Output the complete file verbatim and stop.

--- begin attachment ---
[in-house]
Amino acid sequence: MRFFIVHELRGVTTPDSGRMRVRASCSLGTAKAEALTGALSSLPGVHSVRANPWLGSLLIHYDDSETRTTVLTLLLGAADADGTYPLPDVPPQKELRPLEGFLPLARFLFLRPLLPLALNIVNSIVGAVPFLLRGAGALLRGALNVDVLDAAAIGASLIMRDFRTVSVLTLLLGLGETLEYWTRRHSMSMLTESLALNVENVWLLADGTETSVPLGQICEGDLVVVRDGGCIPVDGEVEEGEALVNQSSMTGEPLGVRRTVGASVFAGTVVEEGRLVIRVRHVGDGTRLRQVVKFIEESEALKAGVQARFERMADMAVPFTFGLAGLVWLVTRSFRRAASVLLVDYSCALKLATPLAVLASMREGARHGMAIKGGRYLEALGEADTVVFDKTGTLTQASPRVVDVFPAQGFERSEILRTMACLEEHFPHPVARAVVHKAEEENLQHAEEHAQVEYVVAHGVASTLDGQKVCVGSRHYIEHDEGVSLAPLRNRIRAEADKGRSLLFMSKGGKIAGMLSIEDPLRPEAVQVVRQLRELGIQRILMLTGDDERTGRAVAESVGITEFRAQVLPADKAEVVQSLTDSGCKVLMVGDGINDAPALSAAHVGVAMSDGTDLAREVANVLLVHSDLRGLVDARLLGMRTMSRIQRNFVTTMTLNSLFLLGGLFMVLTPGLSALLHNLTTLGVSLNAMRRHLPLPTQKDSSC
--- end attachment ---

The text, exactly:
[in-house]
Amino acid sequence: MRFFIVHELRGVTTPDSGRMRVRASCSLGTAKAEALTGALSSLPGVHSVRANPWLGSLLIHYDDSETRTTVLTLLLGAADADGTYPLPDVPPQKELRPLEGFLPLARFLFLRPLLPLALNIVNSIVGAVPFLLRGAGALLRGALNVDVLDAAAIGASLIMRDFRTVSVLTLLLGLGETLEYWTRRHSMSMLTESLALNVENVWLLADGTETSVPLGQICEGDLVVVRDGGCIPVDGEVEEGEALVNQSSMTGEPLGVRRTVGASVFAGTVVEEGRLVIRVRHVGDGTRLRQVVKFIEESEALKAGVQARFERMADMAVPFTFGLAGLVWLVTRSFRRAASVLLVDYSCALKLATPLAVLASMREGARHGMAIKGGRYLEALGEADTVVFDKTGTLTQASPRVVDVFPAQGFERSEILRTMACLEEHFPHPVARAVVHKAEEENLQHAEEHAQVEYVVAHGVASTLDGQKVCVGSRHYIEHDEGVSLAPLRNRIRAEADKGRSLLFMSKGGKIAGMLSIEDPLRPEAVQVVRQLRELGIQRILMLTGDDERTGRAVAESVGITEFRAQVLPADKAEVVQSLTDSGCKVLMVGDGINDAPALSAAHVGVAMSDGTDLAREVANVLLVHSDLRGLVDARLLGMRTMSRIQRNFVTTMTLNSLFLLGGLFMVLTPGLSALLHNLTTLGVSLNAMRRHLPLPTQKDSSC